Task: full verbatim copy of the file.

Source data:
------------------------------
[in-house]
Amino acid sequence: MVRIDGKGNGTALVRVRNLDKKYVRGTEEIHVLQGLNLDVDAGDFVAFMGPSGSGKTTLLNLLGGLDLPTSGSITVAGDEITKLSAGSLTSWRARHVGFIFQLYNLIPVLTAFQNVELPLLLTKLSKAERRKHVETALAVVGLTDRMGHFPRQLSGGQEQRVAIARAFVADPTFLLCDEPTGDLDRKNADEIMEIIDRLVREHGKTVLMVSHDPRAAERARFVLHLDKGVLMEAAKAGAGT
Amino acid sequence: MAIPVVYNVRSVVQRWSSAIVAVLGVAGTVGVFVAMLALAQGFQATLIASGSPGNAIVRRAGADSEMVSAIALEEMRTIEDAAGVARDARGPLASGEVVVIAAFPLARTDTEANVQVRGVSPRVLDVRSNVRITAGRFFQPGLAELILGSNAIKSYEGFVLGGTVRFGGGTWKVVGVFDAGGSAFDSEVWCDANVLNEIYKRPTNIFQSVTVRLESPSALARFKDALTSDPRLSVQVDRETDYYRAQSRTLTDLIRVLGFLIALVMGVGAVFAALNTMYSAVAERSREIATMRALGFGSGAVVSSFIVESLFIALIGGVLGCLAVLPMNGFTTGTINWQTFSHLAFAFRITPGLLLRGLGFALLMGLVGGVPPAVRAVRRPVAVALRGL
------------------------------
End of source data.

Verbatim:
[in-house]
Amino acid sequence: MVRIDGKGNGTALVRVRNLDKKYVRGTEEIHVLQGLNLDVDAGDFVAFMGPSGSGKTTLLNLLGGLDLPTSGSITVAGDEITKLSAGSLTSWRARHVGFIFQLYNLIPVLTAFQNVELPLLLTKLSKAERRKHVETALAVVGLTDRMGHFPRQLSGGQEQRVAIARAFVADPTFLLCDEPTGDLDRKNADEIMEIIDRLVREHGKTVLMVSHDPRAAERARFVLHLDKGVLMEAAKAGAGT
Amino acid sequence: MAIPVVYNVRSVVQRWSSAIVAVLGVAGTVGVFVAMLALAQGFQATLIASGSPGNAIVRRAGADSEMVSAIALEEMRTIEDAAGVARDARGPLASGEVVVIAAFPLARTDTEANVQVRGVSPRVLDVRSNVRITAGRFFQPGLAELILGSNAIKSYEGFVLGGTVRFGGGTWKVVGVFDAGGSAFDSEVWCDANVLNEIYKRPTNIFQSVTVRLESPSALARFKDALTSDPRLSVQVDRETDYYRAQSRTLTDLIRVLGFLIALVMGVGAVFAALNTMYSAVAERSREIATMRALGFGSGAVVSSFIVESLFIALIGGVLGCLAVLPMNGFTTGTINWQTFSHLAFAFRITPGLLLRGLGFALLMGLVGGVPPAVRAVRRPVAVALRGL